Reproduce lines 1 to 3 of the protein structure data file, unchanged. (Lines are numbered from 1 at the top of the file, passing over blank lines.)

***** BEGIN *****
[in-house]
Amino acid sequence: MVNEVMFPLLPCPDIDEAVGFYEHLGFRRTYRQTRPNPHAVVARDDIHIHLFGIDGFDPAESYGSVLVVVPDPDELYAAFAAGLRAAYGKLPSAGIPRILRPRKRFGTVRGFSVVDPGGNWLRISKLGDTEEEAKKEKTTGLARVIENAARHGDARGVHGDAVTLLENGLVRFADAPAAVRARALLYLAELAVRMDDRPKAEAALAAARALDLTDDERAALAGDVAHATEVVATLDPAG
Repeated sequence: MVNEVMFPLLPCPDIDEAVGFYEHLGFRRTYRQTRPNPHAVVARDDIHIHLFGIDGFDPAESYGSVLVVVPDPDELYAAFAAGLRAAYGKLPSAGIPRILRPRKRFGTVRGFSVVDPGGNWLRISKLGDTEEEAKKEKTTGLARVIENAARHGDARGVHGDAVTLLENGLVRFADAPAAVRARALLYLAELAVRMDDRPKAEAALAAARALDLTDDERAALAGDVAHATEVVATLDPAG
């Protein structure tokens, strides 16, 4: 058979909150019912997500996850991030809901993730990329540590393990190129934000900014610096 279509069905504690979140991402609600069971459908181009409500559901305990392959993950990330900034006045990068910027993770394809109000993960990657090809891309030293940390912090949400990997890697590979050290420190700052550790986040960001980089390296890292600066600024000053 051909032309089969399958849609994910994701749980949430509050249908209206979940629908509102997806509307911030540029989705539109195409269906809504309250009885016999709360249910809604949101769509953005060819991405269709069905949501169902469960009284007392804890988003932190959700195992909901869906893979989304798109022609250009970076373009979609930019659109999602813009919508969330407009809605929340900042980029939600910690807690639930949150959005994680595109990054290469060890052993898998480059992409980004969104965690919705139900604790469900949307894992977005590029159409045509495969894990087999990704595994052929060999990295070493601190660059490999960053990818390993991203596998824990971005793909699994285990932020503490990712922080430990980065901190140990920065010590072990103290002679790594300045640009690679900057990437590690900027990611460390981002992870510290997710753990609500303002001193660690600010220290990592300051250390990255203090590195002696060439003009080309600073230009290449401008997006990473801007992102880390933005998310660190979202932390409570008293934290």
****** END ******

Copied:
[in-house]
Amino acid sequence: MVNEVMFPLLPCPDIDEAVGFYEHLGFRRTYRQTRPNPHAVVARDDIHIHLFGIDGFDPAESYGSVLVVVPDPDELYAAFAAGLRAAYGKLPSAGIPRILRPRKRFGTVRGFSVVDPGGNWLRISKLGDTEEEAKKEKTTGLARVIENAARHGDARGVHGDAVTLLENGLVRFADAPAAVRARALLYLAELAVRMDDRPKAEAALAAARALDLTDDERAALAGDVAHATEVVATLDPAG
Repeated sequence: MVNEVMFPLLPCPDIDEAVGFYEHLGFRRTYRQTRPNPHAVVARDDIHIHLFGIDGFDPAESYGSVLVVVPDPDELYAAFAAGLRAAYGKLPSAGIPRILRPRKRFGTVRGFSVVDPGGNWLRISKLGDTEEEAKKEKTTGLARVIENAARHGDARGVHGDAVTLLENGLVRFADAPAAVRARALLYLAELAVRMDDRPKAEAALAAARALDLTDDERAALAGDVAHATEVVATLDPAG